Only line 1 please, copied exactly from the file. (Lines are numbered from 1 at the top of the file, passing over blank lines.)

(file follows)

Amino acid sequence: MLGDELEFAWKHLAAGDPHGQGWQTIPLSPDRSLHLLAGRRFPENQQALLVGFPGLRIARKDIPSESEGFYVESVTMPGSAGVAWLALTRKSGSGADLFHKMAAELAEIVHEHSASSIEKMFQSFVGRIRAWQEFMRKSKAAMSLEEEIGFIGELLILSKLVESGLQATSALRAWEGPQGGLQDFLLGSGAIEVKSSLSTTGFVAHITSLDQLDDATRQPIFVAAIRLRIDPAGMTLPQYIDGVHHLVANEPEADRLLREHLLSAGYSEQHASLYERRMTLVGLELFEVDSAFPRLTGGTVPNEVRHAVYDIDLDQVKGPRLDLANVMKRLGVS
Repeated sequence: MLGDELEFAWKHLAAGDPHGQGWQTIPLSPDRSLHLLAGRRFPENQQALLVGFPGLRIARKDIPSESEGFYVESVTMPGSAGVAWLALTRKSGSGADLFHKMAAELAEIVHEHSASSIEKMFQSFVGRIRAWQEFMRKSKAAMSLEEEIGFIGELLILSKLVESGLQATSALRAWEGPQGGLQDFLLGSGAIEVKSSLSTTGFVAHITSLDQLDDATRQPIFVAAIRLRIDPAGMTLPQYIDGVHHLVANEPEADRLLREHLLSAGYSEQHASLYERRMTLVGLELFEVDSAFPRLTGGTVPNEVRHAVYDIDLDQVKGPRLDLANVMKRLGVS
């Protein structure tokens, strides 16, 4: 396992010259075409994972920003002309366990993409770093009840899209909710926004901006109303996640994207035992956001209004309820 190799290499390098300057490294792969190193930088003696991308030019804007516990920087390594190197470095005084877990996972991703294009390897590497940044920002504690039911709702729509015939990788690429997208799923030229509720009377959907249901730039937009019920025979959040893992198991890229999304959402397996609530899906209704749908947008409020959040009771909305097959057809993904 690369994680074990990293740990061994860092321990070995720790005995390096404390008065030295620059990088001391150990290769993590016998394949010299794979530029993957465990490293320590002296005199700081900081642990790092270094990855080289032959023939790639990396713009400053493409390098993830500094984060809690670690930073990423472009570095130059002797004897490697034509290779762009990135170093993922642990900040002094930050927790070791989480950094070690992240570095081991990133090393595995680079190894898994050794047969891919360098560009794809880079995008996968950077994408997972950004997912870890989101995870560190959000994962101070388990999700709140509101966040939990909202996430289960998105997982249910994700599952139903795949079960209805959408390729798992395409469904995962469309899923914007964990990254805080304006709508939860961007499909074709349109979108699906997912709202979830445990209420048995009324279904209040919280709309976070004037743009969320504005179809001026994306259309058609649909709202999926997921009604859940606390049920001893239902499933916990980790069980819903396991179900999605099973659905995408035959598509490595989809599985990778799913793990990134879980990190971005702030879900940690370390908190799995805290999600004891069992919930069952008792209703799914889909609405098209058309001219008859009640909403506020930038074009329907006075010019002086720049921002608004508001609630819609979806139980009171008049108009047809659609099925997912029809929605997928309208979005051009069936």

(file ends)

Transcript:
Amino acid sequence: MLGDELEFAWKHLAAGDPHGQGWQTIPLSPDRSLHLLAGRRFPENQQALLVGFPGLRIARKDIPSESEGFYVESVTMPGSAGVAWLALTRKSGSGADLFHKMAAELAEIVHEHSASSIEKMFQSFVGRIRAWQEFMRKSKAAMSLEEEIGFIGELLILSKLVESGLQATSALRAWEGPQGGLQDFLLGSGAIEVKSSLSTTGFVAHITSLDQLDDATRQPIFVAAIRLRIDPAGMTLPQYIDGVHHLVANEPEADRLLREHLLSAGYSEQHASLYERRMTLVGLELFEVDSAFPRLTGGTVPNEVRHAVYDIDLDQVKGPRLDLANVMKRLGVS